[off Maine Route 103 near Fort McClary State Park Kittery Point] Fort McClary has long been associated with the defense of Portsmouth Harbor. Originally called Fort William, the name was changed after the American Revolution in honor of Major Andrew McClary, highest ranking officer killed at the battle of Bunker Hill. The site on which Fort McClary stands was fortified as early as 1715 to protect the merchants of Massachusetts (then including the District of Maine) from “unreasonable duties” imposed by the colony of New Hampshire. An active post, its defenses apparently kept the British from attacking Kittery and Portsmouth.
All signs of the original fortification disappeared when the U.S. Government acquired the site in 1803. The first Fort McClary was completed in 1809 and was later strengthened, probably as the result of strained relations with Great Britain over the northeastern boundary. The six sided blockhouse, built in 1845, is unusual with its granite first story, topped with an overhanging wooden second story.
A distinguished son of Maine, Hannibal Hamlin, in July, 1864, enlisted here as a private in Company A, State Guard, Maine Volunteer Militia, after having been Vice President under Abraham Lincoln.
The original Fort William was named for William Pepperrell. He became commander of the Fort, Maine’s most distinguished citizen and New England’s wealthiest man. His son, Sir William, served on the Massachusetts Governor’s Council 32 years, 16 as president. During “King George’s War,” he led the successful Louisburg Expedition in 1745 against the French fortress in Nova Scotia. Pepperrell contributing 45,000 pounds of his own money.*
[Pepperrell Cove off Maine Route 103]
Howells, William Dean, House
[Pepperrell Road Kittery Point] Built c.1870 by Joseph D. Brannum, a wealthy businessman from Springfield, Massachusetts, this beautifully sited residence overlooking the mouth of the Piscataqua River derives primary significance as the summer home of William Dean Howells during the last two decades of his illustrious literary career.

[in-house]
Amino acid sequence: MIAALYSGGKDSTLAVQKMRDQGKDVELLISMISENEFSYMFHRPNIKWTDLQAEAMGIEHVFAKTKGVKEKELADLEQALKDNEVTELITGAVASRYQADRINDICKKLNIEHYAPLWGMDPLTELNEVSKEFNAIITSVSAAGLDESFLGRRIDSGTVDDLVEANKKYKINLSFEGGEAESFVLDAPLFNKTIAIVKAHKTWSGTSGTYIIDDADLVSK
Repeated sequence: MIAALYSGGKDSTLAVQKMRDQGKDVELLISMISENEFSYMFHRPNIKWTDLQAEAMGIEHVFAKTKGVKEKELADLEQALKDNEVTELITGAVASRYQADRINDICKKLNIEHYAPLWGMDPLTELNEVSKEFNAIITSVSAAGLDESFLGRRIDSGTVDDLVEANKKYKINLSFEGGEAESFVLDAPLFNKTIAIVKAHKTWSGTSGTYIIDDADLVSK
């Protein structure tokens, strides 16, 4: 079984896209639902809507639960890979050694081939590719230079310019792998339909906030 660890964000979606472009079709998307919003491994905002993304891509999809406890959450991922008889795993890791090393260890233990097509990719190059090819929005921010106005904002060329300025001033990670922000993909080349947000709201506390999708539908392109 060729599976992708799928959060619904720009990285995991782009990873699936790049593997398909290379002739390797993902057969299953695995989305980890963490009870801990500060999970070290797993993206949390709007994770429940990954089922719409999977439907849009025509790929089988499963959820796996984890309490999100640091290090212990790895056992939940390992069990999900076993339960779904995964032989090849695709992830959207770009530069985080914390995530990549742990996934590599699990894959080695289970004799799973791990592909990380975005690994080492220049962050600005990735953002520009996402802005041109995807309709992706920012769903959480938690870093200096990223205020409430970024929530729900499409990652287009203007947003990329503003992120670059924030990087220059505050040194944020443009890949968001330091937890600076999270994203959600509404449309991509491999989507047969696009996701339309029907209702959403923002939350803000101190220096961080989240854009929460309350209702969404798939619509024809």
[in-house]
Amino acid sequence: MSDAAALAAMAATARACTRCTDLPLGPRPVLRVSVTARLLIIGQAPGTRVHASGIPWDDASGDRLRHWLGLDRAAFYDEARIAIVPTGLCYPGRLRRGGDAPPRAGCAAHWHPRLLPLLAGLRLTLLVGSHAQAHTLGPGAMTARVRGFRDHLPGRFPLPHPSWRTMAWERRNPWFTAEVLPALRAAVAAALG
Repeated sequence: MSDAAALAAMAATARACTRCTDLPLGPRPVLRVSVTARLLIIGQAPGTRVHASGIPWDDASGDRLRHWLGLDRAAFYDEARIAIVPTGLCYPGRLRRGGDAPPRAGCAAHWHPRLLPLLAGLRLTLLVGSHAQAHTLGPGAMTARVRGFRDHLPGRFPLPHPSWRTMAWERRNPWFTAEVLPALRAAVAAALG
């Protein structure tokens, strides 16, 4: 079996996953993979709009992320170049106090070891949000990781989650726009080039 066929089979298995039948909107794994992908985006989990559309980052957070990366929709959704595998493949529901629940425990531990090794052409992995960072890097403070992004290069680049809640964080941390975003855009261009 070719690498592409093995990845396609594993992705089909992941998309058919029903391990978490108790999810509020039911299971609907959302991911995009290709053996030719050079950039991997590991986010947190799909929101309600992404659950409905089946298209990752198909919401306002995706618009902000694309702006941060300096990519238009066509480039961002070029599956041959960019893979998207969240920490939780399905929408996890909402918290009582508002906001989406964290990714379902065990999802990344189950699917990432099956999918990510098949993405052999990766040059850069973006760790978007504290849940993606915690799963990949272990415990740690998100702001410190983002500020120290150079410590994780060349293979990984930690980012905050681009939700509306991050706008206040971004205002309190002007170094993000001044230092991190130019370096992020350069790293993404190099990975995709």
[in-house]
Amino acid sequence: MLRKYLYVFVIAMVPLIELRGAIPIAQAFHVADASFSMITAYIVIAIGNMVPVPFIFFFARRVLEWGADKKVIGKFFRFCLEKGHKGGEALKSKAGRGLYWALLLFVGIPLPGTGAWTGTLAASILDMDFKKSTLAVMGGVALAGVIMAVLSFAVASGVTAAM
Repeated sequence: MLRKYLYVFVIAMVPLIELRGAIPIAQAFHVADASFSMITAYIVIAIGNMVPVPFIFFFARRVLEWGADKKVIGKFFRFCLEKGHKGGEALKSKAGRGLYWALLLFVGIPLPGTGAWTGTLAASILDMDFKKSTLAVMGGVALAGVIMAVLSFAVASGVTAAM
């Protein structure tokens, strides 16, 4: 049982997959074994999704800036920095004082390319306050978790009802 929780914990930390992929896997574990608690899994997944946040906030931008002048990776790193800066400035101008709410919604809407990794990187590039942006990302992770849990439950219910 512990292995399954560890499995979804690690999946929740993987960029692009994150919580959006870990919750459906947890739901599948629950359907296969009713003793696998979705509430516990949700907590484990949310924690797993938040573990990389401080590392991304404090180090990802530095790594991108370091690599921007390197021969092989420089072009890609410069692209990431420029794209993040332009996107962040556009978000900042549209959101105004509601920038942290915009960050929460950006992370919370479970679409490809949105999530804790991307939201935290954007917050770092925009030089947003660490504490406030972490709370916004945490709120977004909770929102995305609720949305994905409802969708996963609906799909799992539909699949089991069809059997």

The son of a printer, Howells was born in Ohio and worked during his formative years in his father’s shop. Although he received at most only about 18 months of formal education, he was a voracious reader and began creative writing before he was twenty. One or two of his early poems were published in the Atlantic. A campaign biography of Lincoln led to an appointment at age 24 as consul in Venice where he spend five years absorbing European literature and launching a serious writing career.
Revolting from the artificialities of Victorian fiction, Howells attracted increasing attention as a leader in the movement toward realism, which included Stephen Crane and Frank Norris. In 1866 he became assistant editor of the Atlantic. Becoming chief editor in 1872, Howells emerged as the lion of the literary scene. His output was prolific and versatile, including novels, plays, essays, poems, reviews and travel pieces. As editor of Atlantic, his influence was large and he encouraged and helped such budding authors as Mark Twain and Henry James whom he later numbered among his closest friends. His realistic style had an enormous effect in his time and afterward on American writing. He is perhaps best remembered for such novels as The Rise of Silas Lapham (1885) and A Hazard of New Fortunes (1890) as well as “Criticism and Fiction” (1891) an essay expressing the credo of realism. In 1881 he moved to New York where he wrote novels for Century Magazine and became literary advisor to Harper and Brothers.*
Isles of Shoals
[6.5 miles Southeast of Kittery]
Jones, John Paul, Memorial Park
[Bounded by Newmarch Street and Hunter Avenue Kittery Foreside]
John Paul Jones Park was created by the State of Maine between the streets that carry traffic to and from the bridge on U.S. Route 1. Governor Baxter’s speech at the dedication in November 1924 emphasized the bridge’s role as the principal gateway into Maine, where the soldier’s memorial would be seen by all who enter the state (Baxter 1924). The 13 foot granite monument features a large bronze bas relief, by Boston sculptor Miss Bashka Paeff, entitled “The Sacrifices of War.” At 2,800 pounds, it was the largest bronze tablet in the United States at the time.
The inscription reads: “State of Maine, To Her Sailors and Soldiers. Lord God of Hosts Be With Us Yet, Lest We Forget, Lest We Forget.” The central image is a mother shielding a child, with fallen soldiers on both sides, and smaller images of soldiers marching below. On the reverse is the Maine State seal. The park is a grassy open space with many trees and shrubs.*
Lady Pepperrell House, National Historic Landmark
[Maine Route 103 Kittery Point]